In addition, the army said an underground manufacturing site of standard-grade rockets in the Gaza Strip was hit, as well as a military training site that the IDF said served as Hamas’s drone center in the south of the enclave.
Hamas-linked Al-Aqsa TV reported that Israeli aircraft fired two missiles at a target in Khan Younis. It said that the aircraft then returned and attacked the same site four more times.
Israel Radio said the site was a base belonging to Hamas naval commandos.
Palestinian media also reported multiple strikes on Gaza City and at a target in Beit Lahiya in northern Gaza.
The Hamas-run Gaza health ministry said four people were injured.
Initial reports had indicated that the Palestinian Islamic Jihad (PIJ) terror group was responsible for the rocket fire. Hebrew-language media reported that Fajr missiles were launched, which PIJ has in its arsenal.
However, that terror group also denied that it was behind the fire. PIJ spokesman Daoud Shehab called the reports “baseless lies and claims.”
Hamas and PIJ told Egyptian security officials who were in the Strip to discuss a long-term truce that they were not responsible for the rockets, Al-Jazeera reported.
The Home Front Command did not give any special instructions to Israelis and said they could continue to carry on as normal. Tel Aviv Mayor Ron Huldai urged the public to remain calm, but added that public bomb shelters would be opened shortly.
All emergency response organizations in the Tel Aviv area increased their alertness following the incident.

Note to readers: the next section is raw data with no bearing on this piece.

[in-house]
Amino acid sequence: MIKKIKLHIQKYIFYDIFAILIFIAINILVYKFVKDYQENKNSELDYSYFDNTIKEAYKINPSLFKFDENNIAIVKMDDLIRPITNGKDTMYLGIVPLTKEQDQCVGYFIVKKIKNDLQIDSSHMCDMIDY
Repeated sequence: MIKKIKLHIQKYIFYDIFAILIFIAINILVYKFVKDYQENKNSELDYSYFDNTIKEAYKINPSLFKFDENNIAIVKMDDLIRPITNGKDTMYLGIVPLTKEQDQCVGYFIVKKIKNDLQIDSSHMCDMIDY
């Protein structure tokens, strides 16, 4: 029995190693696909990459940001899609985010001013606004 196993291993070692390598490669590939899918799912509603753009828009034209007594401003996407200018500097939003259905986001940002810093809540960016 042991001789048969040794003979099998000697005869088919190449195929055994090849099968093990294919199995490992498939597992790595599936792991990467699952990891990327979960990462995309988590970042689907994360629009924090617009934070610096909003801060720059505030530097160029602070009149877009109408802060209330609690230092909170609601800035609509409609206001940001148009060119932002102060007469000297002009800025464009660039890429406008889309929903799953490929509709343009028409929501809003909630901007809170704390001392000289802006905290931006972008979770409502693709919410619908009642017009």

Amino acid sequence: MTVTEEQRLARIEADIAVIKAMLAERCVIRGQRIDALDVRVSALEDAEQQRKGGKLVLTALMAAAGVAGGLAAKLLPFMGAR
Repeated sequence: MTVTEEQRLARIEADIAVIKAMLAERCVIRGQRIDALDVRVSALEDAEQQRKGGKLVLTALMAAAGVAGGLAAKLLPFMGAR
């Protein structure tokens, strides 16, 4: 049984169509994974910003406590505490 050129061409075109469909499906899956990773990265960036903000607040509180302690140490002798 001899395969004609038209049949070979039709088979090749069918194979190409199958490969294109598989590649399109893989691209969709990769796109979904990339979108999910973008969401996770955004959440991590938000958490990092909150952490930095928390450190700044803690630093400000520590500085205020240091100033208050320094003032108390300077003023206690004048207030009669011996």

Palestinian media reported that Hamas had evacuated military posts in Gaza in preparation for the Israeli response to the rockets. It also reported that the Egyptian delegation had left Gaza quickly after being instructed to evacuate by the IDF. There was no confirmation of the unsourced reports.
The missile launches came less than a month before the April 9 Knesset elections, and two months before Tel Aviv is due to host the Eurovision Song Contest, a major international event that is expected to draw many thousands of tourists from all over Europe.
Though it was the first time rockets were fired at Tel Aviv since Operation Protective Edge in the summer of 2014, launches directed at residents of Israeli communities near Gaza have remain relatively frequent. A rocket fired from Gaza last October fell out at sea across from the greater Tel Aviv area.
Agencies contributed to this report.